Animal Idioms | Idioms Derived From The Names Of Animals

Take the bull by the horns

When you take the bull by the horns you face a difficult situation boldly.

  • If I were you, I would take the bull by the horns and dismiss him from service.

Cat and dog life

If you and your partner are leading a cat and dog life, you are constantly quarrelling with each other.

Let the cat out of the bag

When you let the cat out of the bag you reveal a secret by mistake.

  • I didn’t want anyone to know about my winning the jackpot, but my sister let the cat out of the bag.

Rain cats and dogs

When it rains cats and dogs it rains very heavily.

Till the cows come home (for a very long time)

  • We can discuss the problem till the cows come home, but that isn’t going to solve it.

Cow someone into doing something (force someone to do something by threatening or frightening)

  • You can’t cow them into submission.
  • If the management thinks that they can cow the workers into submission they are wrong.

Dog in the manger (someone who doesn’t let another person do or have something which he himself cannot do or have)

  • He is a real dog in the manger. He will neither eat the cake nor let us eat it.

Lead a dog’s life

When you lead a dog’s life, you live in abject misery.

  • She has been leading a dog’s life since the untimely demise of her husband.

Go to the dogs (be ruined)

  • He was never the right person to be the manager. Under his management the company went to the dogs.

Not a dog’s chance (no chance at all)

  • You don’t have a dog’s chance to win the first prize.

Eat like a horse (eat a lot)

  • If you eat like a horse you will soon fall ill.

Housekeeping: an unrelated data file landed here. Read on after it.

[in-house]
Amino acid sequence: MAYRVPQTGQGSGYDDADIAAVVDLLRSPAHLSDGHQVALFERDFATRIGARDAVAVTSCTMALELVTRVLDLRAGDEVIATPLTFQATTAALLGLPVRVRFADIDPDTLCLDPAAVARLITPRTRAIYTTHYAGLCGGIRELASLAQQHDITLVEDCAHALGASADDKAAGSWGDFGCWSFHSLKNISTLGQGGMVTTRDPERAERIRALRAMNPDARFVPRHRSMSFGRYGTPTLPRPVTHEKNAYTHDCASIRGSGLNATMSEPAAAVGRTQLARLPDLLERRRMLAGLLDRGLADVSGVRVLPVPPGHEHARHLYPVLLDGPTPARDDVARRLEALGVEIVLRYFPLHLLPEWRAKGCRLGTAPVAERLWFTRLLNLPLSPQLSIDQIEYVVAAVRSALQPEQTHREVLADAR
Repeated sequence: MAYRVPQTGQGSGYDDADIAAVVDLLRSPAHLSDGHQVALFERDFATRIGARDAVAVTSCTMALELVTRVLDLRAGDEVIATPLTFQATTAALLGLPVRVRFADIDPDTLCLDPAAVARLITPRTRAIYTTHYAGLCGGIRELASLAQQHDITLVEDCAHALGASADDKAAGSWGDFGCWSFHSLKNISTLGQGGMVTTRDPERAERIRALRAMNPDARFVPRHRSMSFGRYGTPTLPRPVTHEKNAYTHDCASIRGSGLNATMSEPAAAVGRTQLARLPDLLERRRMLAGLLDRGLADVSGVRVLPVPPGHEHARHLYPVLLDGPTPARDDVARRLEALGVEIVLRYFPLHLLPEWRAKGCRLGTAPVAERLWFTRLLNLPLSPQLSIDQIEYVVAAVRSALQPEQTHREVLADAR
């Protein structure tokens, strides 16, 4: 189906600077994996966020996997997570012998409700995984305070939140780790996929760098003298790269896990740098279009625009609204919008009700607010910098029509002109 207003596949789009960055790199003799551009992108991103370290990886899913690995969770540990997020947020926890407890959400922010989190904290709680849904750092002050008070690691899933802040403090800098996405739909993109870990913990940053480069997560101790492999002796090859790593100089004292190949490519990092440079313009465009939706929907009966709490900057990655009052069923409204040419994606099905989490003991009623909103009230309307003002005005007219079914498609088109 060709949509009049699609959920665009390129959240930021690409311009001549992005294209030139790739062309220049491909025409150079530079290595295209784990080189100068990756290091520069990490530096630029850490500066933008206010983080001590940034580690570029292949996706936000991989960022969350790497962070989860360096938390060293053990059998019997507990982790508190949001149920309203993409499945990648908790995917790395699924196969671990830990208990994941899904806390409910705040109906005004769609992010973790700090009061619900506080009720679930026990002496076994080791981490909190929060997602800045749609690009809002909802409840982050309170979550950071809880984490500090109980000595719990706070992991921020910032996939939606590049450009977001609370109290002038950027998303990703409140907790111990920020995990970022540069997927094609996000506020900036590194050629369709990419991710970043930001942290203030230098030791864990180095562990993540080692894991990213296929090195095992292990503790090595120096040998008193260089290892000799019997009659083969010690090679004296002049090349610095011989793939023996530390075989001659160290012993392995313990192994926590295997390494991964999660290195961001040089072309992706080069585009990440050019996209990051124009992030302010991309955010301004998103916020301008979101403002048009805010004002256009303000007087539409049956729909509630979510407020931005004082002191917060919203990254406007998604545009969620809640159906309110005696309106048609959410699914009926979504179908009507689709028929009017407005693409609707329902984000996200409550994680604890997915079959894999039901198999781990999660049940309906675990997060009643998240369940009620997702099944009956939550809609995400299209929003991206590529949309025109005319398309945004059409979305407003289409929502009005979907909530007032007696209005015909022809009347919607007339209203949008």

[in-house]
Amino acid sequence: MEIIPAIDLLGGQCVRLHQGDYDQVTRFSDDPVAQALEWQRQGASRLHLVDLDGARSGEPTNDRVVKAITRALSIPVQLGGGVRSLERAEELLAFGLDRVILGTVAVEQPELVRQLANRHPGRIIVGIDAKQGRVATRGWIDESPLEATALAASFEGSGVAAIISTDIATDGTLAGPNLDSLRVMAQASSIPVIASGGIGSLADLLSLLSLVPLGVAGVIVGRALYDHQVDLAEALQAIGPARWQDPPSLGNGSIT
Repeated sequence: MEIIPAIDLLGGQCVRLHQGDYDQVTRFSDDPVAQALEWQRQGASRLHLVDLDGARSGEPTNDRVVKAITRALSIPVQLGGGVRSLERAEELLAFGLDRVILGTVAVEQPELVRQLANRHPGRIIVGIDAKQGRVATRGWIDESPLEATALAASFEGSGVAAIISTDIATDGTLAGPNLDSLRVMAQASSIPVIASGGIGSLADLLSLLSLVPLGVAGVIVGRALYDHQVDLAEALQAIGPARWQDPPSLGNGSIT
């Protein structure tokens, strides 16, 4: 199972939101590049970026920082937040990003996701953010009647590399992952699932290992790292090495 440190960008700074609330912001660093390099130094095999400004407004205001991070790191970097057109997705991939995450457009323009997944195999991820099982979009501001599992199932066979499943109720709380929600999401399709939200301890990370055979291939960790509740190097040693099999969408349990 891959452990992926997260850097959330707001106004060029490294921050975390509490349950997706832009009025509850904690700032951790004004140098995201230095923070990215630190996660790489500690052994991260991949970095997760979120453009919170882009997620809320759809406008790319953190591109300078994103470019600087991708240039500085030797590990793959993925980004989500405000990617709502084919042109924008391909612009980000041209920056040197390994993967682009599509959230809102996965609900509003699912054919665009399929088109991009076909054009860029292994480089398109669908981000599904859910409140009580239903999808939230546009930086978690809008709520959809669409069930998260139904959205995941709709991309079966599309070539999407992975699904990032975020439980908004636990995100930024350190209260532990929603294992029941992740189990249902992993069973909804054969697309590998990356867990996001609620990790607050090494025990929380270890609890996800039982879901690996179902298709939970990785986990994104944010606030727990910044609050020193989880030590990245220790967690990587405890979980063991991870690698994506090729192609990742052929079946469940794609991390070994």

Put the cart before the horse (reverse the logical order of things)

The lion’s share (the biggest portion/share)

  • When the ancestral property was divided, he got the lion’s share.

Monkey about/around (behave in a foolish or silly way)

  • Stop monkeying about. You are a grown up boy.

Play a cat-and-mouse game with someone (keep someone in a state of suspense or uncertainty)

  • The management is playing a cat-and-mouse game with the workers on strike.

Rat race (the fierce, unending competition for success or wealth)

  • I am getting tired of this rat race. I just want to go and live a quiet life somewhere.

Smell a rat (have a feeling that something is wrong somewhere)

  • She smelled a rat when her husband suddenly started working late.

Separate the sheep from the goats (choose people or things of high quality from a group of mixed quality)

  • The success of an HR manager lies in his/her ability to separate the sheep from the goats.


Manjusha Nambiar

Hi, I am Manjusha. This is my blog where I give English grammar lessons and worksheets.

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